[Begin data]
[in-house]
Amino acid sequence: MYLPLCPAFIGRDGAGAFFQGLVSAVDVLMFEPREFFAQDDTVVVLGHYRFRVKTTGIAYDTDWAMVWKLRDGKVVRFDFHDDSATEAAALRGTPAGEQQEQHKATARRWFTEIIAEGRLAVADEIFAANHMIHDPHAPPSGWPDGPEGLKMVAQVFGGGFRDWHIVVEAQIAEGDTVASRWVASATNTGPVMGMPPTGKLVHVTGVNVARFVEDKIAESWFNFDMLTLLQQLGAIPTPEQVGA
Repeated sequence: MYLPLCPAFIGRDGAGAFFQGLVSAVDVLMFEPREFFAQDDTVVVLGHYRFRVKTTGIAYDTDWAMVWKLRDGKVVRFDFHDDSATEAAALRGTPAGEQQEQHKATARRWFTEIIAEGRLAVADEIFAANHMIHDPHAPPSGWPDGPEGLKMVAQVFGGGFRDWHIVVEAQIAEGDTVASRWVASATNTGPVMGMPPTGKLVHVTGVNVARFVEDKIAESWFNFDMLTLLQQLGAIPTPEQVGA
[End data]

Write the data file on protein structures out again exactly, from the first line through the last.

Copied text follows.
[in-house]
Amino acid sequence: MYLPLCPAFIGRDGAGAFFQGLVSAVDVLMFEPREFFAQDDTVVVLGHYRFRVKTTGIAYDTDWAMVWKLRDGKVVRFDFHDDSATEAAALRGTPAGEQQEQHKATARRWFTEIIAEGRLAVADEIFAANHMIHDPHAPPSGWPDGPEGLKMVAQVFGGGFRDWHIVVEAQIAEGDTVASRWVASATNTGPVMGMPPTGKLVHVTGVNVARFVEDKIAESWFNFDMLTLLQQLGAIPTPEQVGA
Repeated sequence: MYLPLCPAFIGRDGAGAFFQGLVSAVDVLMFEPREFFAQDDTVVVLGHYRFRVKTTGIAYDTDWAMVWKLRDGKVVRFDFHDDSATEAAALRGTPAGEQQEQHKATARRWFTEIIAEGRLAVADEIFAANHMIHDPHAPPSGWPDGPEGLKMVAQVFGGGFRDWHIVVEAQIAEGDTVASRWVASATNTGPVMGMPPTGKLVHVTGVNVARFVEDKIAESWFNFDMLTLLQQLGAIPTPEQVGA